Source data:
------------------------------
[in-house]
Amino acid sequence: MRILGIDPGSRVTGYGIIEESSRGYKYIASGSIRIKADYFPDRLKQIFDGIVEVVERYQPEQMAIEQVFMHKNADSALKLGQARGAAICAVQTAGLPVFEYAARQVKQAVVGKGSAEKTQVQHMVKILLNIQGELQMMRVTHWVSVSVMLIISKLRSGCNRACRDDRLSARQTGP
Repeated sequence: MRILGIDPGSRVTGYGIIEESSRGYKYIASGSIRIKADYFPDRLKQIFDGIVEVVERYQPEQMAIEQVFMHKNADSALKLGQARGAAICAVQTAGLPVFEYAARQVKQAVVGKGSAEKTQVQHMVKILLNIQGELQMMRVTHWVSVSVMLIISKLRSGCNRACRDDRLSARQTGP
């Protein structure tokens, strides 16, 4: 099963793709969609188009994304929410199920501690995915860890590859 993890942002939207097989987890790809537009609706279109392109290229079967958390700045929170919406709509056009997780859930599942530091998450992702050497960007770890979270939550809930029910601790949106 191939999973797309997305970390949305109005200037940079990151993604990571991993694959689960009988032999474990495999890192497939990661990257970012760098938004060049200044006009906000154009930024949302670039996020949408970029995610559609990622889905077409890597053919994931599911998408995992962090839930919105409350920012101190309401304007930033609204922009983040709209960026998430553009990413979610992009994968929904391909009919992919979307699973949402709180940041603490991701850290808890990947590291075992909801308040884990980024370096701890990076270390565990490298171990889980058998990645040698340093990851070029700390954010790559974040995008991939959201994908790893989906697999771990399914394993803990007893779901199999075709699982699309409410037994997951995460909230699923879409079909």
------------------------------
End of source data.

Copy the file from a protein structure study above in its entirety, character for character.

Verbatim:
[in-house]
Amino acid sequence: MRILGIDPGSRVTGYGIIEESSRGYKYIASGSIRIKADYFPDRLKQIFDGIVEVVERYQPEQMAIEQVFMHKNADSALKLGQARGAAICAVQTAGLPVFEYAARQVKQAVVGKGSAEKTQVQHMVKILLNIQGELQMMRVTHWVSVSVMLIISKLRSGCNRACRDDRLSARQTGP
Repeated sequence: MRILGIDPGSRVTGYGIIEESSRGYKYIASGSIRIKADYFPDRLKQIFDGIVEVVERYQPEQMAIEQVFMHKNADSALKLGQARGAAICAVQTAGLPVFEYAARQVKQAVVGKGSAEKTQVQHMVKILLNIQGELQMMRVTHWVSVSVMLIISKLRSGCNRACRDDRLSARQTGP
């Protein structure tokens, strides 16, 4: 099963793709969609188009994304929410199920501690995915860890590859 993890942002939207097989987890790809537009609706279109392109290229079967958390700045929170919406709509056009997780859930599942530091998450992702050497960007770890979270939550809930029910601790949106 191939999973797309997305970390949305109005200037940079990151993604990571991993694959689960009988032999474990495999890192497939990661990257970012760098938004060049200044006009906000154009930024949302670039996020949408970029995610559609990622889905077409890597053919994931599911998408995992962090839930919105409350920012101190309401304007930033609204922009983040709209960026998430553009990413979610992009994968929904391909009919992919979307699973949402709180940041603490991701850290808890990947590291075992909801308040884990980024370096701890990076270390565990490298171990889980058998990645040698340093990851070029700390954010790559974040995008991939959201994908790893989906697999771990399914394993803990007893779901199999075709699982699309409410037994997951995460909230699923879409079909």